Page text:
"They're both my business," said the man, drawing a revolver.
"Read that," said John, producing his passport.
The document stated simply that Jean Castel was engaged upon an important mission for France, and all were commanded to give him what help they could. It was signed by the fat and famous general of brigade, Vaugirard, and therefore it was a significant document.
"I apologize for brusqueness," said the aviator handsomely, "but the times are such that we forget our politeness. What can I do for you, Monsieur Jean Castel, who I am sure has another and more rightful name at other times."
"Just now Castel is my right name, and all friends of mine will call me by it. Thank you for your offer, but you can do nothing--"
John stopped suddenly as he glanced at the aeroplane poised like a huge bird in the snow.
"Yes, you can do something," he said. "I notice that your plane is big enough for two. I want to reach the mountains to the eastward without all this tremendous toiling through the snow. You can carry me there in an hour or two, and besides this passport I give you a password."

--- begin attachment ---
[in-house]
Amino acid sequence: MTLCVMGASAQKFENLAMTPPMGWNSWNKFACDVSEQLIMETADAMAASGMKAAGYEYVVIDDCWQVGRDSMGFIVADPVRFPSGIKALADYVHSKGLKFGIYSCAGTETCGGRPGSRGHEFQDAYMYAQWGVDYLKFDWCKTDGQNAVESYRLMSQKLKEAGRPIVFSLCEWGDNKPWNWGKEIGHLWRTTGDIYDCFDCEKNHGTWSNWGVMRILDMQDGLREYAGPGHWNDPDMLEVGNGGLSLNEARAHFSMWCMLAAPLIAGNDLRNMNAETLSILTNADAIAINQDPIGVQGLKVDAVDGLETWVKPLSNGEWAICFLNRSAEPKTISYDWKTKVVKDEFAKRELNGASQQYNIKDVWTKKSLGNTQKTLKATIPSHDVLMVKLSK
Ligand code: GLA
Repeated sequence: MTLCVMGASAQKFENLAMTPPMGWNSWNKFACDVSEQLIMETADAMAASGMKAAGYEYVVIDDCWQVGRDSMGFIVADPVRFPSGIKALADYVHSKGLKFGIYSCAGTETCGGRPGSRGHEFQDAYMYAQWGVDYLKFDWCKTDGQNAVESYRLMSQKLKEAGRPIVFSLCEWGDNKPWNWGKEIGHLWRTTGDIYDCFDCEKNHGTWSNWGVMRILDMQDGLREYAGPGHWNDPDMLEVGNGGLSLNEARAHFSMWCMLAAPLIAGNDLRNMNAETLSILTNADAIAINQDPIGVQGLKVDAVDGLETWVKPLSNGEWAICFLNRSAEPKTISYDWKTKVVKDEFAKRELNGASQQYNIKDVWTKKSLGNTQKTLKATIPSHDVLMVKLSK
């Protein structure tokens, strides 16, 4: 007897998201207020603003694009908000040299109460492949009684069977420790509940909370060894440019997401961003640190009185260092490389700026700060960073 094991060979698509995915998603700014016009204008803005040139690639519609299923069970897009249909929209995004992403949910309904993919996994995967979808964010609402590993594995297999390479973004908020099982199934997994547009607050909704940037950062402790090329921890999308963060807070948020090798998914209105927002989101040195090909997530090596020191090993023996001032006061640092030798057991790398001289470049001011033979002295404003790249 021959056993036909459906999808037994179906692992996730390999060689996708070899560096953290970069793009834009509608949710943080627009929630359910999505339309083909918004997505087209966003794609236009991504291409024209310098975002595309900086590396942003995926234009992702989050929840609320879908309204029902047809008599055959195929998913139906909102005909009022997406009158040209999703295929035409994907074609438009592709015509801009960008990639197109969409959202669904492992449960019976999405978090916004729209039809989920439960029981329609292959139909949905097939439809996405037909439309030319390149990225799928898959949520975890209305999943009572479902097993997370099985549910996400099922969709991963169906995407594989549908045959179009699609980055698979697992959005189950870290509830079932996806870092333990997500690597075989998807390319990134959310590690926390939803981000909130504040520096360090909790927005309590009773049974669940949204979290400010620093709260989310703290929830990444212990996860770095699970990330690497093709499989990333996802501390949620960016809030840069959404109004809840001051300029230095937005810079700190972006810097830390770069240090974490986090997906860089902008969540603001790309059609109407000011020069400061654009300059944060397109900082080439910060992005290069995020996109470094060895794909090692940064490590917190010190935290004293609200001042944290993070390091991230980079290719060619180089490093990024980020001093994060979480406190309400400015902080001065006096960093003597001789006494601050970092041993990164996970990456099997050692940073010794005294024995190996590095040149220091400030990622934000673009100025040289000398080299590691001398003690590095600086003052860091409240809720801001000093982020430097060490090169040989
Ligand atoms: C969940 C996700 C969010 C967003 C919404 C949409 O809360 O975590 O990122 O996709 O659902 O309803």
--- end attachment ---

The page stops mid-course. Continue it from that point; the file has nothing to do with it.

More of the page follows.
"What's the password?"
"Lannes! Philip Lannes, do you know him?"
"I have been up with him in the Arrow many times. I've fought the Taubes with him. I helped him destroy both a Zeppelin and a forty-two-centimeter gun."
"Then I know you. You are his friend John Scott, the American. I thought at first that you had the accent of North America. Oh, I know of you! We flying men are a close group, and what happens to one of us is not hidden long from the others. Your password is sufficient."
"You know then that Lannes is in a hospital with a bullet wound in his shoulder?"
"I heard it two days ago. A pity! A great pity! He'll be as well as ever in a month, but France needs her king of the air every day. My own name is Delaunois, and I'll put you down in those hills at whatever point you wish, Monsieur Jean Castel of America."
John smiled. Delaunois was a fine fellow after all.